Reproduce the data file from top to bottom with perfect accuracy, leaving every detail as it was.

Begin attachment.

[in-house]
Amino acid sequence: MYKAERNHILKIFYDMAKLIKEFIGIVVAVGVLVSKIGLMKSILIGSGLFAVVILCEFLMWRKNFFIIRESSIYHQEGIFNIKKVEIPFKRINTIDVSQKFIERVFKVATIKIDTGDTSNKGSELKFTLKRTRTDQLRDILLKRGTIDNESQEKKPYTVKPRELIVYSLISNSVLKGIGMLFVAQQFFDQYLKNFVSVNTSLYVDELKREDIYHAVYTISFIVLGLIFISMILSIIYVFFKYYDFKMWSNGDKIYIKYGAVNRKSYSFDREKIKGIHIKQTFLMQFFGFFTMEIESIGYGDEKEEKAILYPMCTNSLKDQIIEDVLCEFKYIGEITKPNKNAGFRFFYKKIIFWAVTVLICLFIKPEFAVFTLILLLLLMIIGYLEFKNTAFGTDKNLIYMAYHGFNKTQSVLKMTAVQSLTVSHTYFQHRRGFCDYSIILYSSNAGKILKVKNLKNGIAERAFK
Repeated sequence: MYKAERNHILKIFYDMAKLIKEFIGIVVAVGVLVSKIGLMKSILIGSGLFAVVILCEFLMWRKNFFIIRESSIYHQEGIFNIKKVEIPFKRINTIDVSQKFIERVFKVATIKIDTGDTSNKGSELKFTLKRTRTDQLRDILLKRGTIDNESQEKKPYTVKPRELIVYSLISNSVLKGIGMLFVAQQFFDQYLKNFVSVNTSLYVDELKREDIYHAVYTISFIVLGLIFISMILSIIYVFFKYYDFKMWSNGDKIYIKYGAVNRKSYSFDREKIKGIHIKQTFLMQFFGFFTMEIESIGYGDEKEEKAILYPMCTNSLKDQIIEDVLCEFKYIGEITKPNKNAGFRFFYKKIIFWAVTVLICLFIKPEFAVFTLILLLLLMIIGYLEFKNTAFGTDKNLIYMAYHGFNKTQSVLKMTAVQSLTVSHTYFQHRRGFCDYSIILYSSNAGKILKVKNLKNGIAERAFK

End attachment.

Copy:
[in-house]
Amino acid sequence: MYKAERNHILKIFYDMAKLIKEFIGIVVAVGVLVSKIGLMKSILIGSGLFAVVILCEFLMWRKNFFIIRESSIYHQEGIFNIKKVEIPFKRINTIDVSQKFIERVFKVATIKIDTGDTSNKGSELKFTLKRTRTDQLRDILLKRGTIDNESQEKKPYTVKPRELIVYSLISNSVLKGIGMLFVAQQFFDQYLKNFVSVNTSLYVDELKREDIYHAVYTISFIVLGLIFISMILSIIYVFFKYYDFKMWSNGDKIYIKYGAVNRKSYSFDREKIKGIHIKQTFLMQFFGFFTMEIESIGYGDEKEEKAILYPMCTNSLKDQIIEDVLCEFKYIGEITKPNKNAGFRFFYKKIIFWAVTVLICLFIKPEFAVFTLILLLLLMIIGYLEFKNTAFGTDKNLIYMAYHGFNKTQSVLKMTAVQSLTVSHTYFQHRRGFCDYSIILYSSNAGKILKVKNLKNGIAERAFK
Repeated sequence: MYKAERNHILKIFYDMAKLIKEFIGIVVAVGVLVSKIGLMKSILIGSGLFAVVILCEFLMWRKNFFIIRESSIYHQEGIFNIKKVEIPFKRINTIDVSQKFIERVFKVATIKIDTGDTSNKGSELKFTLKRTRTDQLRDILLKRGTIDNESQEKKPYTVKPRELIVYSLISNSVLKGIGMLFVAQQFFDQYLKNFVSVNTSLYVDELKREDIYHAVYTISFIVLGLIFISMILSIIYVFFKYYDFKMWSNGDKIYIKYGAVNRKSYSFDREKIKGIHIKQTFLMQFFGFFTMEIESIGYGDEKEEKAILYPMCTNSLKDQIIEDVLCEFKYIGEITKPNKNAGFRFFYKKIIFWAVTVLICLFIKPEFAVFTLILLLLLMIIGYLEFKNTAFGTDKNLIYMAYHGFNKTQSVLKMTAVQSLTVSHTYFQHRRGFCDYSIILYSSNAGKILKVKNLKNGIAERAFK